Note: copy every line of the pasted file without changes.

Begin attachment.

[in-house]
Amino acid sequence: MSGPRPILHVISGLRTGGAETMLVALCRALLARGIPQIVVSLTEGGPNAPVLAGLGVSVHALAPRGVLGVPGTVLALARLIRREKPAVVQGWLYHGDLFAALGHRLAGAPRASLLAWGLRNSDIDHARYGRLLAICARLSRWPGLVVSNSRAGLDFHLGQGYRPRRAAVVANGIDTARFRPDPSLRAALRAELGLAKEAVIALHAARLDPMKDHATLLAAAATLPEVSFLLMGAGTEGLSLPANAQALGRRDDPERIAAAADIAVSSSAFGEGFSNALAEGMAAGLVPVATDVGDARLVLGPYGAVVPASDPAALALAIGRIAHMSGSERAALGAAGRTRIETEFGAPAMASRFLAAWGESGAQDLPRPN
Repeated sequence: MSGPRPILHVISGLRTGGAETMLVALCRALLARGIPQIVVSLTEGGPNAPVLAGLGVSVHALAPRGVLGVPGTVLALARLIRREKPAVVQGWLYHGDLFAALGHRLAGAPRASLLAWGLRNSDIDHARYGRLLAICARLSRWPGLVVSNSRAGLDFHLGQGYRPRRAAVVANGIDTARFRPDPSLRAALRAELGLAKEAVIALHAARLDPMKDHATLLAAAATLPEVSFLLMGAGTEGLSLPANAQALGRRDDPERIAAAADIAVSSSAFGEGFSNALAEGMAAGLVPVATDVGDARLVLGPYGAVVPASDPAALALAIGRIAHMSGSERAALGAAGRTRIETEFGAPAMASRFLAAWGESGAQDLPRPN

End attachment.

[in-house]
Amino acid sequence: MSGPRPILHVISGLRTGGAETMLVALCRALLARGIPQIVVSLTEGGPNAPVLAGLGVSVHALAPRGVLGVPGTVLALARLIRREKPAVVQGWLYHGDLFAALGHRLAGAPRASLLAWGLRNSDIDHARYGRLLAICARLSRWPGLVVSNSRAGLDFHLGQGYRPRRAAVVANGIDTARFRPDPSLRAALRAELGLAKEAVIALHAARLDPMKDHATLLAAAATLPEVSFLLMGAGTEGLSLPANAQALGRRDDPERIAAAADIAVSSSAFGEGFSNALAEGMAAGLVPVATDVGDARLVLGPYGAVVPASDPAALALAIGRIAHMSGSERAALGAAGRTRIETEFGAPAMASRFLAAWGESGAQDLPRPN
Repeated sequence: MSGPRPILHVISGLRTGGAETMLVALCRALLARGIPQIVVSLTEGGPNAPVLAGLGVSVHALAPRGVLGVPGTVLALARLIRREKPAVVQGWLYHGDLFAALGHRLAGAPRASLLAWGLRNSDIDHARYGRLLAICARLSRWPGLVVSNSRAGLDFHLGQGYRPRRAAVVANGIDTARFRPDPSLRAALRAELGLAKEAVIALHAARLDPMKDHATLLAAAATLPEVSFLLMGAGTEGLSLPANAQALGRRDDPERIAAAADIAVSSSAFGEGFSNALAEGMAAGLVPVATDVGDARLVLGPYGAVVPASDPAALALAIGRIAHMSGSERAALGAAGRTRIETEFGAPAMASRFLAAWGESGAQDLPRPN